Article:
As significant a development as it was, the return of relative political stability did not bring about the automatic cessation of internal divides and hostilities that one might have wished for. Nigeria’s volatile economic and political unity continues to be a threat to its security and stability. The existence of potentially destabilising forces within its boundaries has long been obvious to the international community. Radical separatist groups, some demanding devolution and others autonomy, have sprung up across both northern and southern territories. Although more of a recent phenomenon, growing Islamic extremism is emerging as another point of grave concern for Abuja. The cumulative socio-economic impact of these activities has been tremendous.
More than half of the 148 million Nigerians are officially docketed as poor, while an estimated 35% of the population lives in extreme poverty. Human development indicators are abysmal across the board and many see this condition, existing despite considerable national wealth, as the primary reason behind its emerging as a prominent centre of international criminal activity. This brings up the second important aspect of Nigeria’s internal security: crime and the rule of law.
The spectrum of criminal activity in Africa’s second largest economy and its most populous nation is understandably extensive and diverse. The country’s strategic location makes it a key transit point for a host of illegal networks, including major international drug routes. Administrative inefficiency and malpractices fed by the billions in annual petrodollar profits have also made it a centre of massive economic corruption and fraud. In fact, the country was listed by the inter-governmental Financial Action Task Force as a non-cooperative country until 2006, when it finally issued formal commitments to fight economic crime. Nigerian scams called 419s are known for ingenious ways of targeting foreigners across the globe and causing both monetary loss as well as personal harm. The condition is much more unsettling at the street level, where armed assault, burglary, kidnappings and extortion, involving both individuals and gangs, are everyday occurrences across the country. The US state department reports 44 abductions of foreign oil workers from Nigeria since 2008.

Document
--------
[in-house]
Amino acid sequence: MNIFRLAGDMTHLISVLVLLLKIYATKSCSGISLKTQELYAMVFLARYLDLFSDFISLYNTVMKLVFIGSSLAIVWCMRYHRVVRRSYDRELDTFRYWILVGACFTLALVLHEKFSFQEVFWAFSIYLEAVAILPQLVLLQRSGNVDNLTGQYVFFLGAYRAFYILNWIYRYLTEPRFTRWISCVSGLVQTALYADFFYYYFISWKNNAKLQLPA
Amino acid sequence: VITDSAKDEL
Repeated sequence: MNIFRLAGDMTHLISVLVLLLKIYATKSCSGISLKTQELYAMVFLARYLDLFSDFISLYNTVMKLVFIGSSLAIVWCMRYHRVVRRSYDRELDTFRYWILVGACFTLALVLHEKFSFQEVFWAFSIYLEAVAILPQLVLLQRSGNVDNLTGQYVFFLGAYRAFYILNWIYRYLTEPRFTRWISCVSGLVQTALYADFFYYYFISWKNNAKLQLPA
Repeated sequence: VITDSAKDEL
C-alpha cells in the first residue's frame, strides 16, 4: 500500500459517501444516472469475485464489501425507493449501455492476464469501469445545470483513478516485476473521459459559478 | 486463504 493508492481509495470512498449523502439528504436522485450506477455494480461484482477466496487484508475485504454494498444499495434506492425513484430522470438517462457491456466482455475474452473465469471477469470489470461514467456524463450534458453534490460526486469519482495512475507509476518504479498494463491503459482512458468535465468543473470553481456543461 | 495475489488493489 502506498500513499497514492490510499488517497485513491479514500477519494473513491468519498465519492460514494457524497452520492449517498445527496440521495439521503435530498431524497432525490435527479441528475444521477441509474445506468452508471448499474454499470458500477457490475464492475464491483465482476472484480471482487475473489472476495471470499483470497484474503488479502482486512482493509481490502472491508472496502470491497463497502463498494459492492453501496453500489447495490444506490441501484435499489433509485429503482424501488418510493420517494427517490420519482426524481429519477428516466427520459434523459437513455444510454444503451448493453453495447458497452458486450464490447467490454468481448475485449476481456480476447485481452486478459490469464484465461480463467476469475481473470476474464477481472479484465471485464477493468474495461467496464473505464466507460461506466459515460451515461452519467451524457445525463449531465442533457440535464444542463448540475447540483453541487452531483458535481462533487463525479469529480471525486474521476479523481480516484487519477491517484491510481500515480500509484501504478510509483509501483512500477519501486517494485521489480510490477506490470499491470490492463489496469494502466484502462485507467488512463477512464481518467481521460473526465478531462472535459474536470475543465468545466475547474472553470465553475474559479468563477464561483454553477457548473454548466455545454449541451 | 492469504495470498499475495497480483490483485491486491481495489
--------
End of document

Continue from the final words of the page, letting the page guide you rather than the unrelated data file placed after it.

There are several reasons behind the lawless disrepair in Nigeria’s state of affairs:
o Economic disparities that grew out of non-inclusive policies and the exclusive dependence on oil, which destroyed indigenous economies and livelihoods, spawned critical levels of inflation and unemployment, and left millions reeling in poverty.
o Political misrule, corruption and neglect of social development projects that over the years alienated the vast majority of Nigerians, amplified urban-rural divides and deepened fractures along religious and ethnic lines.
o Flaws in the judicial and law enforcement process, largely due to the existence of multiple criminal justice systems based on often contradicting but separately applicable penal codes, Islamic edicts and customary laws.
o Legislative emasculation brought on by decades of military rule. This severely curtails the government’s ability to enforce relevant policies and gain sufficient supervision and oversight of core development programmes.
While this by no means exhausts the list of challenges facing Nigeria, the return of civilian rule sparked a triumphant renewal of national ambitions. Abuja embarked on a process of radical reforms and restructuring to correct decades of misdirected economic policy and reinforce its standing as a significant regional and global economic power. The Vision 2020 and Millennium Development goals have forced the government to sharpen its focus on rapid SME development as a means of driving accelerated economic growth. Nigeria’s long-term objectives are critically dependent on achieving rapid enterprise development across sectors to sufficiently diversify and consolidate the non-oil economy. Considering the enormous imbalances that continue to plague the system, what the country effectively needs is a sustained enterprise revolution that channels its vast economic potential in one determined push. Reinforcing the security situation is one of the first hurdles on the way.